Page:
The quest to produce wines from the two major Burgundian varieties of chardonnay and pinot noir has a relatively recent history in SA. There must have been some pinot noir in the country a century ago. Without it, Professor Perold would not have been able to produce the crossing with cinsault that yielded pinotage. However, there was little evidence of it for the half century that followed his famous moment of genetic engineering.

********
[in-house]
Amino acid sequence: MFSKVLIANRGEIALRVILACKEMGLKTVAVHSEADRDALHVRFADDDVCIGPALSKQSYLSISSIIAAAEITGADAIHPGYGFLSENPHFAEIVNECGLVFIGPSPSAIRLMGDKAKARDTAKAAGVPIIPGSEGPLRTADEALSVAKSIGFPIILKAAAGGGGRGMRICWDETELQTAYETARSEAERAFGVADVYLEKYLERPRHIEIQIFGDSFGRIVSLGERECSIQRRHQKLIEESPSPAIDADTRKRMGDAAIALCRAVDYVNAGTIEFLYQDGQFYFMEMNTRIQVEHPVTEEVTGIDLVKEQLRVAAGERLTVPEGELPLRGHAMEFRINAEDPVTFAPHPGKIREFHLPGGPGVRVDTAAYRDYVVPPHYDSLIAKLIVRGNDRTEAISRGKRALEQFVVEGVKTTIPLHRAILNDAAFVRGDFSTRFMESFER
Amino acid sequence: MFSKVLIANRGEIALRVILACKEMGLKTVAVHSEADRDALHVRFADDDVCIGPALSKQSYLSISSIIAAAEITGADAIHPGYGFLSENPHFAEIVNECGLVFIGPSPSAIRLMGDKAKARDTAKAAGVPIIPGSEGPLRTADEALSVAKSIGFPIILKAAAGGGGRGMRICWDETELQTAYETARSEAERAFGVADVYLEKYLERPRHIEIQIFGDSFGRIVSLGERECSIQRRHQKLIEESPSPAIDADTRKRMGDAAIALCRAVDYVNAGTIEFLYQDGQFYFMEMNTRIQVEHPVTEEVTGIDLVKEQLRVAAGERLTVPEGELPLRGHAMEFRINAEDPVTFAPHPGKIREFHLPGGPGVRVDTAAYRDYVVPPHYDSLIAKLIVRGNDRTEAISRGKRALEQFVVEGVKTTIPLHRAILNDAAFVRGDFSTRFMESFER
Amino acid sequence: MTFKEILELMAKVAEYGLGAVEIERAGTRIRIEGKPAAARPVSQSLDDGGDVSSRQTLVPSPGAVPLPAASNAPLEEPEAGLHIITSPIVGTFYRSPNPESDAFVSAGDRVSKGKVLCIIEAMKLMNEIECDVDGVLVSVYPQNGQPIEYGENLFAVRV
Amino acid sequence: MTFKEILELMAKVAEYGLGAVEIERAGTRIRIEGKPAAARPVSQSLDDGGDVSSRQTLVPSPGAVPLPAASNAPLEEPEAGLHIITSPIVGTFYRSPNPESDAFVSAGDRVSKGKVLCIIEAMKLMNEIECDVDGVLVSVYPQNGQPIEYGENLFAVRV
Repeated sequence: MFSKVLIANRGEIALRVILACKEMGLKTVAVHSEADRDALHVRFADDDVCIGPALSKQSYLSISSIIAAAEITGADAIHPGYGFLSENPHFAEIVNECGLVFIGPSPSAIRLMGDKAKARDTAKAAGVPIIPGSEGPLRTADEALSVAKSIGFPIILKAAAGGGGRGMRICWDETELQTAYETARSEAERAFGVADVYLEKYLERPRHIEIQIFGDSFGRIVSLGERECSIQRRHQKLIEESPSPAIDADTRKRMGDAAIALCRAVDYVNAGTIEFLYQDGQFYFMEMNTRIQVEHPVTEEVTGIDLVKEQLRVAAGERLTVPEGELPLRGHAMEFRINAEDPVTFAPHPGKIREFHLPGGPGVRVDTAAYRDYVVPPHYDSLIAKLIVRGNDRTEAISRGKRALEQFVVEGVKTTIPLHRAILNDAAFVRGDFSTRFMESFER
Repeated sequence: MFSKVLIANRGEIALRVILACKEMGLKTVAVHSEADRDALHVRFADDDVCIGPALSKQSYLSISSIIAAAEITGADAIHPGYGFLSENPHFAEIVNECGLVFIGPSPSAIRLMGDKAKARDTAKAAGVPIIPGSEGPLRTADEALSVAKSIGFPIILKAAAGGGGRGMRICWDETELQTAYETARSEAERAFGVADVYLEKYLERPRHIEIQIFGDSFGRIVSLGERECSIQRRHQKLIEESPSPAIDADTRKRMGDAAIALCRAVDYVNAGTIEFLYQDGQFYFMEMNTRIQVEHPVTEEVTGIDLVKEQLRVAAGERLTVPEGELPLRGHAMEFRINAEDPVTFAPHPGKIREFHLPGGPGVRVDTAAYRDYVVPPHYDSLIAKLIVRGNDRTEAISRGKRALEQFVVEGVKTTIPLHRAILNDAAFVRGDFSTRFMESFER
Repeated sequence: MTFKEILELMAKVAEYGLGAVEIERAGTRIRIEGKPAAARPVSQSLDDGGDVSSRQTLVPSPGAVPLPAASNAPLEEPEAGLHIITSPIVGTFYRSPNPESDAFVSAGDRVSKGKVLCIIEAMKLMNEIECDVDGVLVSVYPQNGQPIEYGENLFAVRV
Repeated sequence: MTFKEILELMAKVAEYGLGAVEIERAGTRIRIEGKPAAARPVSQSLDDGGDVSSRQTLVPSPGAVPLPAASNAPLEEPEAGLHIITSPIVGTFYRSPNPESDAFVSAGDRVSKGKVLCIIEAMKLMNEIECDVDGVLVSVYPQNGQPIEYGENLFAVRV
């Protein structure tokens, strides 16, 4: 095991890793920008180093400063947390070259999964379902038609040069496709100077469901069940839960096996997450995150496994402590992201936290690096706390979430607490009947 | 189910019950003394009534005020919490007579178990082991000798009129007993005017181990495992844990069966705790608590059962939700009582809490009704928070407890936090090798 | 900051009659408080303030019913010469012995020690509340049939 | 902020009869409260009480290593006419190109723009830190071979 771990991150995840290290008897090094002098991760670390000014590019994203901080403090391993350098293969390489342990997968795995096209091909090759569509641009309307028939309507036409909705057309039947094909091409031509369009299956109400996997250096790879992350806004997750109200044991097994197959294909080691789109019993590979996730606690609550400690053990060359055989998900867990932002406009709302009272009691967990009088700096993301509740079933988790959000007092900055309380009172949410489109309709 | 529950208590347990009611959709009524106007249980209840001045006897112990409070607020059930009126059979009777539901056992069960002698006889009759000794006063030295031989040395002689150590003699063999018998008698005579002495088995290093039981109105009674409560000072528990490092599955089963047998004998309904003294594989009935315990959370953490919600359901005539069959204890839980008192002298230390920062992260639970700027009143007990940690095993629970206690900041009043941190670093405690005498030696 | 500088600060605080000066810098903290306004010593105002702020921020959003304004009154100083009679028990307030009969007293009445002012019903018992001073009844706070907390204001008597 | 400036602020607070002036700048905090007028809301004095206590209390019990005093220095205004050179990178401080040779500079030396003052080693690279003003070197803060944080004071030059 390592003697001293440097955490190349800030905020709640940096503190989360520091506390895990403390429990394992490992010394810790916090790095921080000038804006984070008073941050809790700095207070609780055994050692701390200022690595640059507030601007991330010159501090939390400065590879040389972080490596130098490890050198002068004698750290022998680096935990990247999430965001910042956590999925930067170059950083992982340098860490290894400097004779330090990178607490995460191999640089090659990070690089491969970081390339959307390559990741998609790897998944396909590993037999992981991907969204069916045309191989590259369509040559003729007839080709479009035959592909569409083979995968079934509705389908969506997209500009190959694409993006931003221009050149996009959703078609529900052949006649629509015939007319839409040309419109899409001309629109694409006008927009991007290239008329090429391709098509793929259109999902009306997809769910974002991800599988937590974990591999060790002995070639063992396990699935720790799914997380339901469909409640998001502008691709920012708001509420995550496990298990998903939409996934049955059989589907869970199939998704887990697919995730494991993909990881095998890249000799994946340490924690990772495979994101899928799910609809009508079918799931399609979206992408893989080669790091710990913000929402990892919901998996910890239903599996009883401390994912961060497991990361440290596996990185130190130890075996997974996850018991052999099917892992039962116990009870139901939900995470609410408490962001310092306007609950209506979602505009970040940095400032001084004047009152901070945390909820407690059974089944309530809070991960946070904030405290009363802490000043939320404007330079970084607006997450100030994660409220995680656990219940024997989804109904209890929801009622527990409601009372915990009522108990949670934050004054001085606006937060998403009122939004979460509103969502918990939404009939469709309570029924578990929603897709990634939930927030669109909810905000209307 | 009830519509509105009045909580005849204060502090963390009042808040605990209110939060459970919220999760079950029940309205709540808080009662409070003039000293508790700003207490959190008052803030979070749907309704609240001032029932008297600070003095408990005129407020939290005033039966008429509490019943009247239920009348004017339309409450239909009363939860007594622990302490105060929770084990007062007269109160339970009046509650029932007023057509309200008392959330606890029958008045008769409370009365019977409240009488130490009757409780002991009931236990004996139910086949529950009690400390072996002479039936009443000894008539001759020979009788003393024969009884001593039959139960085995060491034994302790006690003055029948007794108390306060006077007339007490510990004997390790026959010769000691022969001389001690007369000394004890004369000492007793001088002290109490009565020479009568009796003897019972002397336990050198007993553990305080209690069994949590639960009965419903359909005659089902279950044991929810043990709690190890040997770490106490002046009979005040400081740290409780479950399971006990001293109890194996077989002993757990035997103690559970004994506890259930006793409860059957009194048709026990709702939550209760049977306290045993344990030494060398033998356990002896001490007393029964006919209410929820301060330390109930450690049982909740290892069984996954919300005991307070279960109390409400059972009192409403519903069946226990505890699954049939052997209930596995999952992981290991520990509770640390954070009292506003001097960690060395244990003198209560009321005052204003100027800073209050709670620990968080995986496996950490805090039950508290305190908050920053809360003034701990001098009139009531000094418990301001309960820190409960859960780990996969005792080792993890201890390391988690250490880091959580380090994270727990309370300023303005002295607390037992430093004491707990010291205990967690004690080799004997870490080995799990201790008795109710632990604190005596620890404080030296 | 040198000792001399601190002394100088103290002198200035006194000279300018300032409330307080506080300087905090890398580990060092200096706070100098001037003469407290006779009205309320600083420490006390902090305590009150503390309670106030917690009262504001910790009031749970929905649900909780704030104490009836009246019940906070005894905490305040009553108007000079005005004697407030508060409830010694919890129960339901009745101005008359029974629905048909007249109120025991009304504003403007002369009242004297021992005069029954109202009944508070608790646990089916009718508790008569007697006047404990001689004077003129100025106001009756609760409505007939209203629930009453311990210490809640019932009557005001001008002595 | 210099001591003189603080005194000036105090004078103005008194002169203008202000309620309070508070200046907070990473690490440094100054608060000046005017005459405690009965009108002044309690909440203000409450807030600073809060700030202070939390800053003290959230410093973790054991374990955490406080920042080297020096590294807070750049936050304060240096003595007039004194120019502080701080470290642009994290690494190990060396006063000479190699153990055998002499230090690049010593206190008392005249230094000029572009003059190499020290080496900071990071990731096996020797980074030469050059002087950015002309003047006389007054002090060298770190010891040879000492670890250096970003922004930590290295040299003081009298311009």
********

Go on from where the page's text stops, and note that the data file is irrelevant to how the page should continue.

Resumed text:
The decade of the 1970s saw the first serious plantings of most of the so-called noble cultivars in the Cape. That was when Rhine (that is true) riesling, sauvignon blanc, merlot, cabernet franc and even malbec initially appeared in modern era SA vineyards. Pinot noir arrived around then, but the material that made its way past the gatekeepers was the so-called Swiss BK5 clone, better suited to sparkling wine than wannabe burgundy...

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